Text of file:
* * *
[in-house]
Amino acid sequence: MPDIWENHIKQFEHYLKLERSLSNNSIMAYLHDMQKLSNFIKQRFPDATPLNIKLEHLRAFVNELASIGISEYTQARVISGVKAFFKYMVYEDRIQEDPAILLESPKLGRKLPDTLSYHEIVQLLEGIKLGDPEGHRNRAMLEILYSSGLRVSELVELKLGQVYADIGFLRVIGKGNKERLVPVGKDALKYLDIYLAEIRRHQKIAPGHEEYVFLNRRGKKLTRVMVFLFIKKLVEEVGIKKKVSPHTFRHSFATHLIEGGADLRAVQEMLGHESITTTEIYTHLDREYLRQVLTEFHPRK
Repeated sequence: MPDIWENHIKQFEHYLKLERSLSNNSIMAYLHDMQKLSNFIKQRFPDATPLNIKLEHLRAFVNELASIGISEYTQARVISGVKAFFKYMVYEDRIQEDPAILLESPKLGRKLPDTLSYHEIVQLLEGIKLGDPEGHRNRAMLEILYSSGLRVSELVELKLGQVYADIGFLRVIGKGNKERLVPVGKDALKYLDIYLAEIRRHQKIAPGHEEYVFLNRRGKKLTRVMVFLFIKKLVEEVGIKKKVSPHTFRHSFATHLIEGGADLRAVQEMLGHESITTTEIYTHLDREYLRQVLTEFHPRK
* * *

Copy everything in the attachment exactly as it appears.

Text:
[in-house]
Amino acid sequence: MPDIWENHIKQFEHYLKLERSLSNNSIMAYLHDMQKLSNFIKQRFPDATPLNIKLEHLRAFVNELASIGISEYTQARVISGVKAFFKYMVYEDRIQEDPAILLESPKLGRKLPDTLSYHEIVQLLEGIKLGDPEGHRNRAMLEILYSSGLRVSELVELKLGQVYADIGFLRVIGKGNKERLVPVGKDALKYLDIYLAEIRRHQKIAPGHEEYVFLNRRGKKLTRVMVFLFIKKLVEEVGIKKKVSPHTFRHSFATHLIEGGADLRAVQEMLGHESITTTEIYTHLDREYLRQVLTEFHPRK
Repeated sequence: MPDIWENHIKQFEHYLKLERSLSNNSIMAYLHDMQKLSNFIKQRFPDATPLNIKLEHLRAFVNELASIGISEYTQARVISGVKAFFKYMVYEDRIQEDPAILLESPKLGRKLPDTLSYHEIVQLLEGIKLGDPEGHRNRAMLEILYSSGLRVSELVELKLGQVYADIGFLRVIGKGNKERLVPVGKDALKYLDIYLAEIRRHQKIAPGHEEYVFLNRRGKKLTRVMVFLFIKKLVEEVGIKKKVSPHTFRHSFATHLIEGGADLRAVQEMLGHESITTTEIYTHLDREYLRQVLTEFHPRK